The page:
Díck Gregory is an activist, writer and comedian who is known for his witty brand of comedy that attacks racial prejudices. He was born in 1932 and grew up poor. His college education at Southern Illinois University Carbondale was interrupted when he was drafted into the U.S. Army in 1954. It was in the army that Gregory got his start in comedy where he won multiple talent shows for it. After dropping out of college, Gregory moved to Chicago and joined the ranks of Nipsey Russell, Bill Cosby, and Godfrey Cambridge in breaking the minstrel tradition of black comedy.
During the early 1960s, Gregory worked as a postal worker during the day and performed at small nightclubs at night. He became one of the first black comedians to win widespread acclaim by performing for white audiences. It was during this time that Gregory was spotted by Hugh Hefner who gave him a job at the Chicago Playboy Club. From there, Gregory’s career took off and he appeared at venues across the country as well as on television.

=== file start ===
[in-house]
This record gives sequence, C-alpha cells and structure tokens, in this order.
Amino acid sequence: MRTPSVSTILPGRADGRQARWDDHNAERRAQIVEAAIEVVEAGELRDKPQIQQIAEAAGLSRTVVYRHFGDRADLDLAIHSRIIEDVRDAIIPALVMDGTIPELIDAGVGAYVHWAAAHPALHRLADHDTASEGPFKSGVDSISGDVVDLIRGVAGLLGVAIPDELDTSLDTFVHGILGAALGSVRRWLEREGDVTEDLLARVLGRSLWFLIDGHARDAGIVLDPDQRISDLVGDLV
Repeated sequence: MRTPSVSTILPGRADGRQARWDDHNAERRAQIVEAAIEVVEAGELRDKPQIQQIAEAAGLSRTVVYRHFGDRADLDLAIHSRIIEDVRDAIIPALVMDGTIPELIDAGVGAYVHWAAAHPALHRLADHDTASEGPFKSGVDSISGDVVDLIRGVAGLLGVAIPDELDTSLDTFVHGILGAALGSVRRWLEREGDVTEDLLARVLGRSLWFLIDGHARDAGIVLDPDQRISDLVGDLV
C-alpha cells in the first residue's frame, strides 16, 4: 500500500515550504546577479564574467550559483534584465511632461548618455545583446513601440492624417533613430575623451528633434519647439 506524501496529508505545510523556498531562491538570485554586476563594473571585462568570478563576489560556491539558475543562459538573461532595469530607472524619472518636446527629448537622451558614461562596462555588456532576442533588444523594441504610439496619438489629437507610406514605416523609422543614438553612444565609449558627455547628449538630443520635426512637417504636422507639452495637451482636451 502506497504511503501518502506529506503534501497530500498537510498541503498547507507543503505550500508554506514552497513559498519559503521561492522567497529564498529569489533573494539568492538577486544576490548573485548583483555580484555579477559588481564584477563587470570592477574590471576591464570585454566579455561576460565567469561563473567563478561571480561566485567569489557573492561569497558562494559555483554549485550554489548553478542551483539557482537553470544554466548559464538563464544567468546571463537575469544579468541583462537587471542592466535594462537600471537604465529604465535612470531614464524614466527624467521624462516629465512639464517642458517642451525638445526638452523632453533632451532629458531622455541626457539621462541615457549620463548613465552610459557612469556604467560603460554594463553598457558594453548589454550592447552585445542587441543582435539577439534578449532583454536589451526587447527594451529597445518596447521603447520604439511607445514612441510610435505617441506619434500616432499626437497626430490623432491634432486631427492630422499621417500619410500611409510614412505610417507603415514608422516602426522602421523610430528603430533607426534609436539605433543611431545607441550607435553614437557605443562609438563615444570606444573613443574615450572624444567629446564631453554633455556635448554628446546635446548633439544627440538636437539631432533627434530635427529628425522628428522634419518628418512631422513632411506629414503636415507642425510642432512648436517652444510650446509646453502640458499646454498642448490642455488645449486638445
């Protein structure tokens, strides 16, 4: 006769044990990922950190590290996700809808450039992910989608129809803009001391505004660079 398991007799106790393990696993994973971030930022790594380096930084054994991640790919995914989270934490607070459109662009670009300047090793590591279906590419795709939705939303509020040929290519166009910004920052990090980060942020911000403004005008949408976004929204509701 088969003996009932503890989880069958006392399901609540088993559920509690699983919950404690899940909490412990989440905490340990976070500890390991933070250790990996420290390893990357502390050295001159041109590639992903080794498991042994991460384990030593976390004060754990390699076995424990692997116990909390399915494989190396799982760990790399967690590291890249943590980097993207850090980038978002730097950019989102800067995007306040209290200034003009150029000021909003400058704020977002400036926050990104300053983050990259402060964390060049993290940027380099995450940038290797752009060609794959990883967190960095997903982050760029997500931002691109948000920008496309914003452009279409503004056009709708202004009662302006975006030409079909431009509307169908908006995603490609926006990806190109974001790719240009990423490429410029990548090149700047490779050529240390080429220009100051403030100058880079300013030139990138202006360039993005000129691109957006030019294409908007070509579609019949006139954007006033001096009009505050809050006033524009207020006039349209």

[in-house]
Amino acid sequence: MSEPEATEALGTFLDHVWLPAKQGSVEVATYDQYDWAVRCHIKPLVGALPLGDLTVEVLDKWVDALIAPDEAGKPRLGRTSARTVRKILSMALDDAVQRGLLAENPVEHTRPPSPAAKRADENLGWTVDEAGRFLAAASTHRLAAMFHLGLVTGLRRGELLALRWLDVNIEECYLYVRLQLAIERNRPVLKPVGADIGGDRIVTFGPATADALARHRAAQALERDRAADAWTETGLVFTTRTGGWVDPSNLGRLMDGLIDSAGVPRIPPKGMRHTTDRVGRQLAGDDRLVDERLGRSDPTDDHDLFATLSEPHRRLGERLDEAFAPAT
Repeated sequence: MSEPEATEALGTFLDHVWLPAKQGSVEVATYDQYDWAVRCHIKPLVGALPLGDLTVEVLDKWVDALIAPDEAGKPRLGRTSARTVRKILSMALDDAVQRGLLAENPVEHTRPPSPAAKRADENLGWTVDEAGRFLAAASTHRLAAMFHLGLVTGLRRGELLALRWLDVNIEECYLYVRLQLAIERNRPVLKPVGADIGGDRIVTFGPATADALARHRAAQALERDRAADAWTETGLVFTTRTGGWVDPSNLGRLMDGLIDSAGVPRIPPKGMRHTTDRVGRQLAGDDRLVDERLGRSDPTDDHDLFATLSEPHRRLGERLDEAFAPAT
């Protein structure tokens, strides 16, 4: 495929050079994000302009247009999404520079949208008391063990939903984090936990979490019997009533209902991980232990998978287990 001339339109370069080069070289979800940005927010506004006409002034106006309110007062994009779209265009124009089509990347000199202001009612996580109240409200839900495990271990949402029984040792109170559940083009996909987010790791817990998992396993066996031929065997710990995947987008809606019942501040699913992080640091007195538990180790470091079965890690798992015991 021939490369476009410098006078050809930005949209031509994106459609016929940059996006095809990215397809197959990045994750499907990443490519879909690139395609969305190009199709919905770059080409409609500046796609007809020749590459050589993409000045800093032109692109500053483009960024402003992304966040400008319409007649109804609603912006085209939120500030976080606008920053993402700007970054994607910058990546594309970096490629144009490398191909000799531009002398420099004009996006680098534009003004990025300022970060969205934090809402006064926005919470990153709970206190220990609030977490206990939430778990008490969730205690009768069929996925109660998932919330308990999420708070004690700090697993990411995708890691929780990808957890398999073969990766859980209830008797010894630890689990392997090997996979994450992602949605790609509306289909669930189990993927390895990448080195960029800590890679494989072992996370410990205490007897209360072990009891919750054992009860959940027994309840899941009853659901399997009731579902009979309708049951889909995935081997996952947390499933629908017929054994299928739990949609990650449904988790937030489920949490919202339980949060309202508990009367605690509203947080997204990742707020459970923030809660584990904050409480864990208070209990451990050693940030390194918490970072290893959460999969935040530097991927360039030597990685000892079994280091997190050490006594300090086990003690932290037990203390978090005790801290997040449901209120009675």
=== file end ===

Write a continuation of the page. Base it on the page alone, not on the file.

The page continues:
It was also during the early 1960s that Gregory’s activism took off when he began participating in the Civil Rights Movement. He also spoke out against the Vietnam War, economic reform, and anti-drug issues. He ran for mayor of Chicago in 1967 and ran for President in 1968.
After his failed runs for office, Gregory became an outspoken critic of the Warren Commission which had ruled that Lee Harvey Oswald fired a single shot that killed President John F. Kennedy. He has continued to speak out about different conspiracy theories that also include the assassination of Martin Luther King Jr. Through it all, he uses he unique and brash humor to open people’s eyes to truths they may have not previously known.
The following video is a recording of a radio interview Gregory completed with Underground Railroad radio in which he discusses the the assassination of John F. Kennedy, Maya Angelou, the Donald Sterling controversy, and other events and their impact on the black community in the way that only he can.